features Levine at his best, being about a young girl (probably around 18, maybe even a beauty queen) who runs to him in her times of trouble. Escaping the realms of being relatively contrived by his honest “answers” to the young lady (“It’s not always rainbows and butterflies, it’s compromise that moves us along” may seem cliché, but works extremely well within the context of the song), it’s one of the more emotional, if not quite moving, singles of recent years.
Enough about all of that, though, there are obvious discussions of the songs to be had. Harder to Breathe
was the first single off the album, and arguably its strongest. With extremely well placed “Whoah-oh’s” (a staple of pop, to be sure), and a funky guitar line from Valentine, the slight techno feel lends to the songs aesthetic quite well. The ever-popular pop/alt rock solo accompanying the song is also a welcome, if strange, surprise. Sunday Morning
, the fourth single from the album, was actually quite a mystery to me. After releasing three strong songs, they released in my mind the weakest track on the album. While there isn’t anything specifically wrong with the album, it drags on for too long, and doesn’t do anything whatsoever to differentiate itself from the album, even the addition of horns didn’t do it for me. Levine’s voice proves to be the strong point once again, but this quickly turns into a skippable track.
However, that’s not to say the song following Sunday Morning
is anything short of great. Secret
(the previously mentioned “sex ballad”) is one of the darker songs on the album, and the 45-second ambience intro helps add to the mood and atmosphere of the song. While relatively simple and low key, Levine’s voice and lyricism is the glue once again. While the song may feel biting and gloomy, the following song Through With You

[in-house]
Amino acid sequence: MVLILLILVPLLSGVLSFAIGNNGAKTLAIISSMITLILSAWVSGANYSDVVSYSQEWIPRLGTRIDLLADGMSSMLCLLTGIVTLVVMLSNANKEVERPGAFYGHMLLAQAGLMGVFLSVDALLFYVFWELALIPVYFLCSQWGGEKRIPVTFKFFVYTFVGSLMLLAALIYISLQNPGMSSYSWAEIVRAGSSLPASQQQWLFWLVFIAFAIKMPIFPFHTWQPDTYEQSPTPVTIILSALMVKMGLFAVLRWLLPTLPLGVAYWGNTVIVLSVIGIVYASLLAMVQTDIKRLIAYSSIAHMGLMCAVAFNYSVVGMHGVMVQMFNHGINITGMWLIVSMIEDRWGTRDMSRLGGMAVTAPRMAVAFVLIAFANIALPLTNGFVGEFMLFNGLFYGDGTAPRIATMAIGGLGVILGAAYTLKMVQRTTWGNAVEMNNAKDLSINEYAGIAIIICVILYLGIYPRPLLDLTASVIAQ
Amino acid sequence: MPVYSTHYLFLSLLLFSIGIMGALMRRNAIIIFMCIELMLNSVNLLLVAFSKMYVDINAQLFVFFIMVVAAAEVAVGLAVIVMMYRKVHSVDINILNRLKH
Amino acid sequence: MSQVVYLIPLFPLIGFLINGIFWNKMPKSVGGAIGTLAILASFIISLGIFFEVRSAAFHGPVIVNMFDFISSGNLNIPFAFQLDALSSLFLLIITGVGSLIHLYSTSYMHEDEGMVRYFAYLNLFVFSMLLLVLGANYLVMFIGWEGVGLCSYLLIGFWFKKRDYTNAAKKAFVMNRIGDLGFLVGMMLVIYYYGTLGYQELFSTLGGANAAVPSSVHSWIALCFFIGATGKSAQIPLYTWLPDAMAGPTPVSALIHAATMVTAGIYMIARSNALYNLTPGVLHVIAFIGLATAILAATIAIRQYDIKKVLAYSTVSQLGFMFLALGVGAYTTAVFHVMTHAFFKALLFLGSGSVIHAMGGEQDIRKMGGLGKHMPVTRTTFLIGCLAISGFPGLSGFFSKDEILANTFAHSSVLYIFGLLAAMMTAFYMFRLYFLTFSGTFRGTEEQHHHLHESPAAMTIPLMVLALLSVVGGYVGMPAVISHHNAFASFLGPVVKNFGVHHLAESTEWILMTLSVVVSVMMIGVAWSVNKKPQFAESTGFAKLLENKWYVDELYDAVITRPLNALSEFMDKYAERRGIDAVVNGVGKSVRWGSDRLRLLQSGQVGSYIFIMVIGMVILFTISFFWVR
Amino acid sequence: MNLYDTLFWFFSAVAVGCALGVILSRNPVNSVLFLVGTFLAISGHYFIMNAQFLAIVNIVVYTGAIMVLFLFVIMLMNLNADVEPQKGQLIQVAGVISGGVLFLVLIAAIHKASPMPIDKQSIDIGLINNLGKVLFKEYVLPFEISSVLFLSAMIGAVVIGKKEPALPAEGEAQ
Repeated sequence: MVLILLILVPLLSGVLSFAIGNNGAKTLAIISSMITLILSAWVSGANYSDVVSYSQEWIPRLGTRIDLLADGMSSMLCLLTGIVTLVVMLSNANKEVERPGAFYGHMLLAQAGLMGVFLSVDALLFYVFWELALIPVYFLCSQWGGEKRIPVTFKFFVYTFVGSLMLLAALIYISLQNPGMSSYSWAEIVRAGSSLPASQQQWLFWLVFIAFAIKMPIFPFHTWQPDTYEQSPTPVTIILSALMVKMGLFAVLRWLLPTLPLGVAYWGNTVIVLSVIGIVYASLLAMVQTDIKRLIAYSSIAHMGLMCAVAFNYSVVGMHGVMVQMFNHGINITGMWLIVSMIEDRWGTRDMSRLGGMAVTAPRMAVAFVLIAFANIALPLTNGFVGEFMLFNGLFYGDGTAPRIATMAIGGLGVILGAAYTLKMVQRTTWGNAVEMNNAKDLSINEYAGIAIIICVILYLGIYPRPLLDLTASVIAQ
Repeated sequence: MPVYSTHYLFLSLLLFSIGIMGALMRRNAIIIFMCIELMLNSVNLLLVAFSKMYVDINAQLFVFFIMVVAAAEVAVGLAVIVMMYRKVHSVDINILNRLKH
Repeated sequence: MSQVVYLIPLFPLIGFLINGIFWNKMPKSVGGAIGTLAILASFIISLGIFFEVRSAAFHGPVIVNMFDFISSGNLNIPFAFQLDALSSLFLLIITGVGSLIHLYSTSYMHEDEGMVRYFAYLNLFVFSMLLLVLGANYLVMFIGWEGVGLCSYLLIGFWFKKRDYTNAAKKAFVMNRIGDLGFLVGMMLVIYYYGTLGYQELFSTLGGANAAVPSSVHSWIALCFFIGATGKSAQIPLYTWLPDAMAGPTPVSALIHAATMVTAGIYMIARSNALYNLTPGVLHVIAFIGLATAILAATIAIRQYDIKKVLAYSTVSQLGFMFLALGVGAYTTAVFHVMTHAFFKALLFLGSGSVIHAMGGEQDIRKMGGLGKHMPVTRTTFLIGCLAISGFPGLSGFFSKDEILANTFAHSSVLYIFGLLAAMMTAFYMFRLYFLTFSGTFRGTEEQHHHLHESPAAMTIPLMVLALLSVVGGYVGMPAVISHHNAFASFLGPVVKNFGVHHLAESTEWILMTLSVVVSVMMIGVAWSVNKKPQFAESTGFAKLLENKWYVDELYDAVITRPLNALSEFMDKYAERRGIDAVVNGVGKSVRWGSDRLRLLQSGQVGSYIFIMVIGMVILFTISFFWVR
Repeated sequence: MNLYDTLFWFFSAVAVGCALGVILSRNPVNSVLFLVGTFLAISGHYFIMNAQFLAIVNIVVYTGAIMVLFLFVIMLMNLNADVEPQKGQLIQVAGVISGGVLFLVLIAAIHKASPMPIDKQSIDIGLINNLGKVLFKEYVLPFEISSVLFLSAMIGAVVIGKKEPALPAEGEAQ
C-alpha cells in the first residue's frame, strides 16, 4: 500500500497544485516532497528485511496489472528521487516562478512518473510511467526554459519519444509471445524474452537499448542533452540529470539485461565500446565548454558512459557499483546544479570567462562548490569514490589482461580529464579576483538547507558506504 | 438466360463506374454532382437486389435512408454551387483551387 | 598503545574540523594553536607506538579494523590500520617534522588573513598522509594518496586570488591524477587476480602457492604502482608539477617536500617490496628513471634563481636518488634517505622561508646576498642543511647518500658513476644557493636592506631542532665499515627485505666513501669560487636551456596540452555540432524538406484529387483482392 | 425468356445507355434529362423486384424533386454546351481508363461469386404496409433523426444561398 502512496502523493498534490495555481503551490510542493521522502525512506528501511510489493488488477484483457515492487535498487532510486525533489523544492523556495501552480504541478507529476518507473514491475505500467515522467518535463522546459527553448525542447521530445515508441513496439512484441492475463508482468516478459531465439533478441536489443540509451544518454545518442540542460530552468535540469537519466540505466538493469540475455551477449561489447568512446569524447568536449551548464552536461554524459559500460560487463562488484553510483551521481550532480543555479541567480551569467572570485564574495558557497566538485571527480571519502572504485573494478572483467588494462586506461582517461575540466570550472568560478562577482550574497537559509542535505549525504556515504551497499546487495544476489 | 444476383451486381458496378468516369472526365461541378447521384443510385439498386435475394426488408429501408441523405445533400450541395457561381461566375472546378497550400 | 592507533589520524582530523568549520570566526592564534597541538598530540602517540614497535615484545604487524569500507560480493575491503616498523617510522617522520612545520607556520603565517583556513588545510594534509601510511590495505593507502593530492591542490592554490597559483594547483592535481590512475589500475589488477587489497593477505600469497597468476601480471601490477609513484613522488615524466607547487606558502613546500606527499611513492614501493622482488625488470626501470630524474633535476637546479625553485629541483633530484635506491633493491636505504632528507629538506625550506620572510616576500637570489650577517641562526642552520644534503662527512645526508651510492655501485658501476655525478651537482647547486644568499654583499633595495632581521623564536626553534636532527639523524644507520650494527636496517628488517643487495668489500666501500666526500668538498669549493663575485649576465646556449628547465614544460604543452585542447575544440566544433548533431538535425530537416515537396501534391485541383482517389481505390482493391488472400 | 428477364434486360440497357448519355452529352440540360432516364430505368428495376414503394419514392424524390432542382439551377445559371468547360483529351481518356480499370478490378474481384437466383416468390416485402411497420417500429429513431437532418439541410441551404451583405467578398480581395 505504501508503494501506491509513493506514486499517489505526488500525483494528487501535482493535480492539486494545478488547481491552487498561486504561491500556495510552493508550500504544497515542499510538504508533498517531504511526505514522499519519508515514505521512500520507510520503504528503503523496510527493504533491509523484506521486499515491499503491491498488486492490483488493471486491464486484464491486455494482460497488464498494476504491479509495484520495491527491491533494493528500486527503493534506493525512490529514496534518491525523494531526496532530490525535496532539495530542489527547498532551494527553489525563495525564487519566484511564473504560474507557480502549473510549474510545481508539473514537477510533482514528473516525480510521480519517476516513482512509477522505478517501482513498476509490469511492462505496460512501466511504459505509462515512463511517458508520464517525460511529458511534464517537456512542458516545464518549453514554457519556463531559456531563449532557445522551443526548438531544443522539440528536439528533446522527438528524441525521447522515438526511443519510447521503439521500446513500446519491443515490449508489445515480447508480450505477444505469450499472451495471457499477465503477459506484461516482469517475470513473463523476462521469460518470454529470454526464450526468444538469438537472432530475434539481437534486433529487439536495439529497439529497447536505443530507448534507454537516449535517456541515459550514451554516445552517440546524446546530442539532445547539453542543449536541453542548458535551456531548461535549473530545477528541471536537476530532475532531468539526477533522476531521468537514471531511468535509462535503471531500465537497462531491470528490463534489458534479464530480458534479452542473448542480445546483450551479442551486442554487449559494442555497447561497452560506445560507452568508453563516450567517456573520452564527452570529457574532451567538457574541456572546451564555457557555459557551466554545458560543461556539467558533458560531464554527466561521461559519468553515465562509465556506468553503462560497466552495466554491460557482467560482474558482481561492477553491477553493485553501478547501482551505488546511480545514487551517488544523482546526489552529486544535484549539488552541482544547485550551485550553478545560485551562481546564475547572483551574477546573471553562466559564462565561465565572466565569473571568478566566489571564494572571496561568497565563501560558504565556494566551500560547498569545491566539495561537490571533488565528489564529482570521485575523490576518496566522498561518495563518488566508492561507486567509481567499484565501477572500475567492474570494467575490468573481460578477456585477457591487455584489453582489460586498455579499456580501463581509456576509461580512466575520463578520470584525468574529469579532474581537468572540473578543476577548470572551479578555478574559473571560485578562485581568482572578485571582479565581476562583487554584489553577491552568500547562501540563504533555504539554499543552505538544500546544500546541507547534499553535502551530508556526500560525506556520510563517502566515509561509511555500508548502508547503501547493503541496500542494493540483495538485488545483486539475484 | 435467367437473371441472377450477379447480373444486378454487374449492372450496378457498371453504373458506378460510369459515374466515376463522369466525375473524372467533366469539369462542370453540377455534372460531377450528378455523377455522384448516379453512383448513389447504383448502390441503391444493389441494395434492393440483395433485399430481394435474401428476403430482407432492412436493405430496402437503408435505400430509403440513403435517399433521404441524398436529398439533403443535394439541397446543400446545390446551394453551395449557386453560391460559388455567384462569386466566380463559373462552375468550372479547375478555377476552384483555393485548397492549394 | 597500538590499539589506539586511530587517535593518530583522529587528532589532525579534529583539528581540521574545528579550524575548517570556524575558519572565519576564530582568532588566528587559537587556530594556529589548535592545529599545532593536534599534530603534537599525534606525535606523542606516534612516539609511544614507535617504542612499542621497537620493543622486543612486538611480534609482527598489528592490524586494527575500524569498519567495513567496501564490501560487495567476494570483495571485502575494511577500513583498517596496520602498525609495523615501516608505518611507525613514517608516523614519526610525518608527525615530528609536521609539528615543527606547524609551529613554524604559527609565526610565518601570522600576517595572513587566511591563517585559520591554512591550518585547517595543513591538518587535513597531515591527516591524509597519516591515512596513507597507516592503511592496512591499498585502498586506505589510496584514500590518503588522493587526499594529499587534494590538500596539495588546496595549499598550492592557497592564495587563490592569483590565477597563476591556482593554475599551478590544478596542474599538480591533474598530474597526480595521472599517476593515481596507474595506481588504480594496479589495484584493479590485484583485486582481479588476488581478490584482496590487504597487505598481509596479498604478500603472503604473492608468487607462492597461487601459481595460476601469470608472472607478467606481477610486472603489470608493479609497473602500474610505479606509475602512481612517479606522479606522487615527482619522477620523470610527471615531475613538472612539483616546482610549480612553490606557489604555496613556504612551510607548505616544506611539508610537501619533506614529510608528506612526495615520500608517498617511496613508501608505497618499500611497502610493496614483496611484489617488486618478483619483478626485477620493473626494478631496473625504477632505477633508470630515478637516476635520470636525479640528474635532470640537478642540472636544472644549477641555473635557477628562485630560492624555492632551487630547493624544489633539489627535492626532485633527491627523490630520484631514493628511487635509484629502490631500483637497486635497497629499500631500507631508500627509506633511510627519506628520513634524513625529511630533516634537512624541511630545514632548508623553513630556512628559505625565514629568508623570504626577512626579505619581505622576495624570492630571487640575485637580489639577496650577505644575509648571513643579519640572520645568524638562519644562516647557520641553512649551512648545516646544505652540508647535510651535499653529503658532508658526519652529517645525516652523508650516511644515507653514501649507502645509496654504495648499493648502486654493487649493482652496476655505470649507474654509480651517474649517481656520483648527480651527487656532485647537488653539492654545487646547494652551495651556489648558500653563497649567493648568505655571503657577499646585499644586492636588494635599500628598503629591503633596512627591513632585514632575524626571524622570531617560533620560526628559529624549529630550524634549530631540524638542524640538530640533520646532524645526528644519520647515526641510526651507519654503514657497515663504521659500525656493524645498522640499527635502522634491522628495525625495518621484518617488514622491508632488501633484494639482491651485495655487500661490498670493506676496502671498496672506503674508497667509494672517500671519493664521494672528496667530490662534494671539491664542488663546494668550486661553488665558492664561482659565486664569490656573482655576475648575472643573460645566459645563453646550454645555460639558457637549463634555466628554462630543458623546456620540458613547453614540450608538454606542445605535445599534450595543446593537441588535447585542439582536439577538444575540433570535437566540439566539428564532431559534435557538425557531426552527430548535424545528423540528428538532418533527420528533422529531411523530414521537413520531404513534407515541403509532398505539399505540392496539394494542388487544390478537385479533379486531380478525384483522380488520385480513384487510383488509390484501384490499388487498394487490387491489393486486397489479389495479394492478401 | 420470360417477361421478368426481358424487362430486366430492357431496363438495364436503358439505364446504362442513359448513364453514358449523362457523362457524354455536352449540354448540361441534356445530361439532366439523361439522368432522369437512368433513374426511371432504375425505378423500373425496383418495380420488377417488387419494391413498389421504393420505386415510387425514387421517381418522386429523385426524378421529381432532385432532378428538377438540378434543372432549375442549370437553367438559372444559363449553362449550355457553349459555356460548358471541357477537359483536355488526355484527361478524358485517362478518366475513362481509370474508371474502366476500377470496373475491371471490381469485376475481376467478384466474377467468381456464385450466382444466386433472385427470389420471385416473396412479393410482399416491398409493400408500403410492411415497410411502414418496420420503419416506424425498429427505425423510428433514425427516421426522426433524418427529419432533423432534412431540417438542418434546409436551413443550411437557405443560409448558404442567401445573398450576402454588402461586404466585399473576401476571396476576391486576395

takes the same dark concepts, but adds a bouncy guitar line and key’s to make an effective juxtaposition. While it runs somewhat in the same vein as Sunday Morning
in that it’s a tad bit indistinguishable, the far more interesting lyrical matter (about a rather forceful breakup) gives it a bit more than a slight edge.
All in all, however, this album is excellent. Yes, it may easily get on your nerves; unlike some albums, this is one of those where extreme overplaying can cause you to hate it. Radio play of This Love
has ingrained a new “angry-vein” in my head that pops up whenever I even hear mention of it. However, very few mainstream pop albums in the past two, hell, five years have hit both this level of musicianship and songwriting ability. Maroon 5 takes concepts normally frowned upon by the “real” music community, and somehow makes them refreshing and interesting to listen to. Yes, if you hate pop music, you probably wont like Maroon 5, or this album. If you think songs about women and failed relationship are “so 30 years ago”, you probably wont like Maroon 5. You know why you might like Maroon 5" Because you, like me, enjoy a high pitched, slightly effeminate singer like Adam Levine, appreciate some catchy and sometimes jaded music, and can understand that Tangled
is in fact, not
about pubic hair.
Harder To Breathe
She Will Be Loved